|You will not have to start repaying your federal student loans until you graduate, leave school, or change your enrollment status to less than half-time.||Many private student loans require payments while you are still in school.|
|The interest rate is fixed and is often lower than private loans—and much lower than some credit card interest rates. View the current interest rates on federal student loans.||Private student loans can have variable interest rates, some greater than 18%. A variable rate may substantially increase the total amount you repay|
|Undergraduate students with financial need will likely qualify for a subsidized loan where the government pays the interest while you are in school on at least a half-time basis.||Private student loans are not subsidized. No one pays the interest on your loan but you.|
|You don't need to get a credit check for most federal student loans (except for PLUS loans). Federal student loans can help you establish a good credit record.||Private student loans may require an established credit record. The cost of a private student loan will depend on your credit score and other factors.|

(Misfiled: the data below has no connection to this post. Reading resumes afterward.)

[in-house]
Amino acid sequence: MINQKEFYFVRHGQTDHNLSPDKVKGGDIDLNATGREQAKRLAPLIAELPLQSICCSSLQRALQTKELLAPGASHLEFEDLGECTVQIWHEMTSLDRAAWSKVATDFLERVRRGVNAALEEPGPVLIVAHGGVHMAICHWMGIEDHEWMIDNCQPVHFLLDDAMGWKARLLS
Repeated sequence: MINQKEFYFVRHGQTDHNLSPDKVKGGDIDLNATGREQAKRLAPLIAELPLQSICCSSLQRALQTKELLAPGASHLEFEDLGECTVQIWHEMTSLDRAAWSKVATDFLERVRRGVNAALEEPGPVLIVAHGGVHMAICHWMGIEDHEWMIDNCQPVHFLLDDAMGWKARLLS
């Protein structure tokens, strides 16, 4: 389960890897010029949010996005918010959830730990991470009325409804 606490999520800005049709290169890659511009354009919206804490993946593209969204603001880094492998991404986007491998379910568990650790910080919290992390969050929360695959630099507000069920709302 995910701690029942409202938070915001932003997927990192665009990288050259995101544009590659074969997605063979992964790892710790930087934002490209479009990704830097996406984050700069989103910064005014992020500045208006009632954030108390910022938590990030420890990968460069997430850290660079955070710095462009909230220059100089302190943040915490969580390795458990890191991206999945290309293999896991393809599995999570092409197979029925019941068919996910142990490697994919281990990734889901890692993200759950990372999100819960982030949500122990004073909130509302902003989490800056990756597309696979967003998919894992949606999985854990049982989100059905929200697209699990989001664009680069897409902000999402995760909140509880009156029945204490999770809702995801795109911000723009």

|You won't need a cosigner to get a federal student loan in most cases.||You may need a cosigner.|
|Interest may be tax deductible.||Interest may not be tax deductible.|
|Loans can be consolidated into a Direct Consolidation Loan. Learn about your consolidation options.||Private student loans cannot be consolidated into a Direct Consolidation Loan.|
|If you are having trouble repaying your loan, you may be able to temporarily postpone or lower your payments.||Private student loans may not offer forbearance or deferment options.|
|There are several repayment plans, including an option to tie your monthly payment to your income.||You should check with your lender to find out about your repayment options.|
|There is no prepayment penalty fee.||You need to make sure there are no prepayment penalty fees.|
|You may be eligible to have some portion of your loans forgiven if you work in public service. Learn about our loan forgiveness programs.||It is unlikely that your lender will offer a loan forgiveness program.|
|Free help is available at 1-800-4-FED-AID and on our websites.||The Consumer Financial Protection Bureau's private student loan ombudsman may be able to assist you if you have concerns about your private student loan.|
|Source: US Department of Education|
Before applying for any type of student loan, make sure to do your research to understand what type sounds like it makes the best sense for you.
All of these loans can be confusing to grasp at first and researching them is time-consuming. However, the time spent to learn about them can save you money in the long run.
Editorial Disclaimer: Opinions expressed here are author's alone, not those of any bank, credit card issuer, or other company, and have not been reviewed, approved or otherwise endorsed by any of these entities. All information, including rates and fees, are accurate as of the date of publication.